Allowing them to complete biometric tests in the UK after they arrive will reduce the pressure on stretched facilities in Poland, Hungary and elsewhere in Europe.
Biometrics required as part of a UK visa application include fingerprints and a photograph of the applicant's face.
However, the new rules will still exclude anyone who fled without their passport or identity document. They will have to go to a VAC in person. The rules also exclude Ukrainian residents who are not citizens of Ukraine.
Speaking on BBC One's Question Time, Mr Prystaiko pointed out that most of those trying to get to the UK were women with children who were not posing a terrorist threat and said he hoped "every bureaucratic red tape should be cancelled".
Elsewhere, Education Secretary Nadhim Zahawi said plans were under way to prepare for up to 100,000 Ukrainian children who might need places in UK schools.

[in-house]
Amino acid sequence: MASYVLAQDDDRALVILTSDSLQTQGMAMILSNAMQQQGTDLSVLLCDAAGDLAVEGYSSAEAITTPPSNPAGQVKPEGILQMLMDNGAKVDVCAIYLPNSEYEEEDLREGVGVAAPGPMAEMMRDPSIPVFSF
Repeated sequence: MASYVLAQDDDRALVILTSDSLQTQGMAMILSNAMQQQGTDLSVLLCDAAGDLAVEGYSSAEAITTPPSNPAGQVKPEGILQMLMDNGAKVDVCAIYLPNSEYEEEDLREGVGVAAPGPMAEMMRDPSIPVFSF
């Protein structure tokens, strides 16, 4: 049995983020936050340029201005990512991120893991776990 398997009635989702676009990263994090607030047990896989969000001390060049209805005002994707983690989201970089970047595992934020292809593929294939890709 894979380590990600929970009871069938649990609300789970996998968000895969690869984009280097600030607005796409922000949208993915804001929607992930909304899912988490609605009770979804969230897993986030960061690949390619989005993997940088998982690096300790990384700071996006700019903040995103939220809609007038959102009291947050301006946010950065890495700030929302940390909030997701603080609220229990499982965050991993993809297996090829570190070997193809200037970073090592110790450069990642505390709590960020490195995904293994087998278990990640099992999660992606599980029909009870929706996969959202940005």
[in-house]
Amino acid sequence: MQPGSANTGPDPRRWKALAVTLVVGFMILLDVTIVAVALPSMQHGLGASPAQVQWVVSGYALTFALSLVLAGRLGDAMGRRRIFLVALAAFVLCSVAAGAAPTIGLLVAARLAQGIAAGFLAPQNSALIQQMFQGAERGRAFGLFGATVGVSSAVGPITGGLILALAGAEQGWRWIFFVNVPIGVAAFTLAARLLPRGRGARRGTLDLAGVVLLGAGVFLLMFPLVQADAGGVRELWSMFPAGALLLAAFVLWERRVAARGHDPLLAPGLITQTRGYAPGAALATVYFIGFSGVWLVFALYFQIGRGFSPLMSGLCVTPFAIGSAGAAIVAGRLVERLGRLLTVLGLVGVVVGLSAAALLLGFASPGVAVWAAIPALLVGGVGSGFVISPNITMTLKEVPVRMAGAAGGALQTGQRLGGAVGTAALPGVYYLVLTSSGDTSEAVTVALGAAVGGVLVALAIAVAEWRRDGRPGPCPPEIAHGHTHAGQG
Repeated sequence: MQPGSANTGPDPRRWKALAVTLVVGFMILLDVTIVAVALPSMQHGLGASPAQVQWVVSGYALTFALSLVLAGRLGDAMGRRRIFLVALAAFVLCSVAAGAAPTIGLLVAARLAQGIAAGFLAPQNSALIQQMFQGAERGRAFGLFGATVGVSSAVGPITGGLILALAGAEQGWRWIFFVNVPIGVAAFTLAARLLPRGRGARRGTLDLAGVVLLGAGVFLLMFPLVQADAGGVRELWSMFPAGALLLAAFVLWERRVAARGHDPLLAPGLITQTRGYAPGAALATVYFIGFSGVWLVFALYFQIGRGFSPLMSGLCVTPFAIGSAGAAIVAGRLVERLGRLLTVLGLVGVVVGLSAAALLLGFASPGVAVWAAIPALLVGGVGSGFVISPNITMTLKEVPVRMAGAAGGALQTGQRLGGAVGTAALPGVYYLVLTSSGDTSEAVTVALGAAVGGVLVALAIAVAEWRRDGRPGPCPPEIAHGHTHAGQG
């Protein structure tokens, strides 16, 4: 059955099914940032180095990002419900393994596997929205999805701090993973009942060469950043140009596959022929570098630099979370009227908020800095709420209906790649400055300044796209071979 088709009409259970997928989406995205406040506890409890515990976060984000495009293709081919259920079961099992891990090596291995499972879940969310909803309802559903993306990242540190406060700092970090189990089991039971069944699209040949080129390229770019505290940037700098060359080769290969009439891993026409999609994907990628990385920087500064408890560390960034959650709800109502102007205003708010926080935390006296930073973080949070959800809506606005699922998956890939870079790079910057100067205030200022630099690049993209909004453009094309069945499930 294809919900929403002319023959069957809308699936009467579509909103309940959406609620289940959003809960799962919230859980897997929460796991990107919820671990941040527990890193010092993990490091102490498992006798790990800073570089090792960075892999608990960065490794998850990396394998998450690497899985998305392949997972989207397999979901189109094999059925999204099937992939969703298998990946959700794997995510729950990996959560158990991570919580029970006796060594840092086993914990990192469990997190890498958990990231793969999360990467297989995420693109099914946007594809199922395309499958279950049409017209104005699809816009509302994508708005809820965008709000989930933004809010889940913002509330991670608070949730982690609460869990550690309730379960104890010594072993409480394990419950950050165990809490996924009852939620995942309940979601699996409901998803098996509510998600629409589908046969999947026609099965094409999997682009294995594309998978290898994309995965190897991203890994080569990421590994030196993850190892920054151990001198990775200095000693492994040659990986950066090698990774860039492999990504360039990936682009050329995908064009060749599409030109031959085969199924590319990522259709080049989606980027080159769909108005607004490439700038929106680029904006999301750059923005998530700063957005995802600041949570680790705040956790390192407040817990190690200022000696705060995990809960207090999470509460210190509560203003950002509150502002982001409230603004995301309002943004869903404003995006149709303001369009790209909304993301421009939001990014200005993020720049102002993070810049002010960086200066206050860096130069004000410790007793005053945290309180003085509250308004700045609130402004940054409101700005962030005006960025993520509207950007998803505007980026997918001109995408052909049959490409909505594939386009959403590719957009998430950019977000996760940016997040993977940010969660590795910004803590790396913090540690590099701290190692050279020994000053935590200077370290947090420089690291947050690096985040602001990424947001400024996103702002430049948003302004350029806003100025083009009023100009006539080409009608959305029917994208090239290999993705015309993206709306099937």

Luke Morgan has spent the last week trying to get hold of visas for his wife's family - travelling to Calais, Brussels and then Paris in an effort to fill out the necessary paperwork and provide biometric data.
Visas were finally granted on Wednesday for his wife's parents, sister and two nephews and the group set off for Calais right away after getting the visas.
The refugee crisis has escalated rapidly in recent days as Russia ramped up bombardments of civilian areas in cities.
On Wednesday, an air strike hit a maternity and children's ward at a hospital in the southern city of Mariupol.
The UK government's response to the refugee crisis has also been branded a "disgrace" by Tory MP Alec Shelbrooke, while fellow Conservative politician Sir Roger Gale called on Ms Patel to resign over the situation.